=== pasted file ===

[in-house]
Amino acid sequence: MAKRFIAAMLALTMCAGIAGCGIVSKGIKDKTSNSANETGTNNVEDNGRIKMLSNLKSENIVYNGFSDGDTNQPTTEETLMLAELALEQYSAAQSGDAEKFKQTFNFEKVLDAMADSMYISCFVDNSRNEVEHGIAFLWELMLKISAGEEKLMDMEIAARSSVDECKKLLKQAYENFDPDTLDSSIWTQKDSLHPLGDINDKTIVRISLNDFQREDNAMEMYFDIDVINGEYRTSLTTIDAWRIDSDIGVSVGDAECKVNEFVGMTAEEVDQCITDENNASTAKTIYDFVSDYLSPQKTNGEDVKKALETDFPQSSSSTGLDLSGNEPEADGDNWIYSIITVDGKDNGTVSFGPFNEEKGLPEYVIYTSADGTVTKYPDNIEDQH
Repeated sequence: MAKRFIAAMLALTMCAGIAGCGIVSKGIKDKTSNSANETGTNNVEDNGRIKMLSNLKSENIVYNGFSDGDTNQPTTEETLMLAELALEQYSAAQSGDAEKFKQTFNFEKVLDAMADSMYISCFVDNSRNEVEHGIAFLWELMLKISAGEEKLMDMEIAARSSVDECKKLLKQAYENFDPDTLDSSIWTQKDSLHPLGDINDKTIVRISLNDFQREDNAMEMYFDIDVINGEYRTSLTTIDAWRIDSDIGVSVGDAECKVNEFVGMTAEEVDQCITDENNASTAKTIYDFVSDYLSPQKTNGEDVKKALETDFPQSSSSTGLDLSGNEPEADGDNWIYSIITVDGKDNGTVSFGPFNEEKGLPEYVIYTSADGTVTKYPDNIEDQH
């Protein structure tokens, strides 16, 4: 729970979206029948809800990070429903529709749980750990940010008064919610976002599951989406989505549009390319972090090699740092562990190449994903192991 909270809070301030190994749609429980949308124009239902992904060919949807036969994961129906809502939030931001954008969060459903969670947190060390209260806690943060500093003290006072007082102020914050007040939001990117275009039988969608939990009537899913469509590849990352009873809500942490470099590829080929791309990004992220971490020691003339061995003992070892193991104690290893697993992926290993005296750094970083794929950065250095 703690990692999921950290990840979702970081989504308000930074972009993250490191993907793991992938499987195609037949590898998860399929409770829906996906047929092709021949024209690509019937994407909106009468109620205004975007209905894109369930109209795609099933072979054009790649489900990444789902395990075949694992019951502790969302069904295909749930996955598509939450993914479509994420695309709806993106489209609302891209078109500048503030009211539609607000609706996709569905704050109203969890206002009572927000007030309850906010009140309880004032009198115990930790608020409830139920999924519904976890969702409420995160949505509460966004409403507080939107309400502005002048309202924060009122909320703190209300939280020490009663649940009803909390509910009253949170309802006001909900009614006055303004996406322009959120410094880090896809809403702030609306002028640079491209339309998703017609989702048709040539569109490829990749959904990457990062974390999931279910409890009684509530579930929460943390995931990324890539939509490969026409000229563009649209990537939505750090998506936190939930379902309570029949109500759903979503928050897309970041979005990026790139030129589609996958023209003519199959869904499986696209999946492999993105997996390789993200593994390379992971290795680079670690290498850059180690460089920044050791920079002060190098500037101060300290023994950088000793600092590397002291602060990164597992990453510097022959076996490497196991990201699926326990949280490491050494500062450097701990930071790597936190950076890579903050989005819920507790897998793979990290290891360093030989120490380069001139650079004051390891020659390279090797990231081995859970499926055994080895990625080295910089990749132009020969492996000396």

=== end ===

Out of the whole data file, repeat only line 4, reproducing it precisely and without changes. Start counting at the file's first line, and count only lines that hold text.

């Protein structure tokens, strides 16, 4: 729970979206029948809800990070429903529709749980750990940010008064919610976002599951989406989505549009390319972090090699740092562990190449994903192991 909270809070301030190994749609429980949308124009239902992904060919949807036969994961129906809502939030931001954008969060459903969670947190060390209260806690943060500093003290006072007082102020914050007040939001990117275009039988969608939990009537899913469509590849990352009873809500942490470099590829080929791309990004992220971490020691003339061995003992070892193991104690290893697993992926290993005296750094970083794929950065250095 703690990692999921950290990840979702970081989504308000930074972009993250490191993907793991992938499987195609037949590898998860399929409770829906996906047929092709021949024209690509019937994407909106009468109620205004975007209905894109369930109209795609099933072979054009790649489900990444789902395990075949694992019951502790969302069904295909749930996955598509939450993914479509994420695309709806993106489209609302891209078109500048503030009211539609607000609706996709569905704050109203969890206002009572927000007030309850906010009140309880004032009198115990930790608020409830139920999924519904976890969702409420995160949505509460966004409403507080939107309400502005002048309202924060009122909320703190209300939280020490009663649940009803909390509910009253949170309802006001909900009614006055303004996406322009959120410094880090896809809403702030609306002028640079491209339309998703017609989702048709040539569109490829990749959904990457990062974390999931279910409890009684509530579930929460943390995931990324890539939509490969026409000229563009649209990537939505750090998506936190939930379902309570029949109500759903979503928050897309970041979005990026790139030129589609996958023209003519199959869904499986696209999946492999993105997996390789993200593994390379992971290795680079670690290498850059180690460089920044050791920079002060190098500037101060300290023994950088000793600092590397002291602060990164597992990453510097022959076996490497196991990201699926326990949280490491050494500062450097701990930071790597936190950076890579903050989005819920507790897998793979990290290891360093030989120490380069001139650079004051390891020659390279090797990231081995859970499926055994080895990625080295910089990749132009020969492996000396």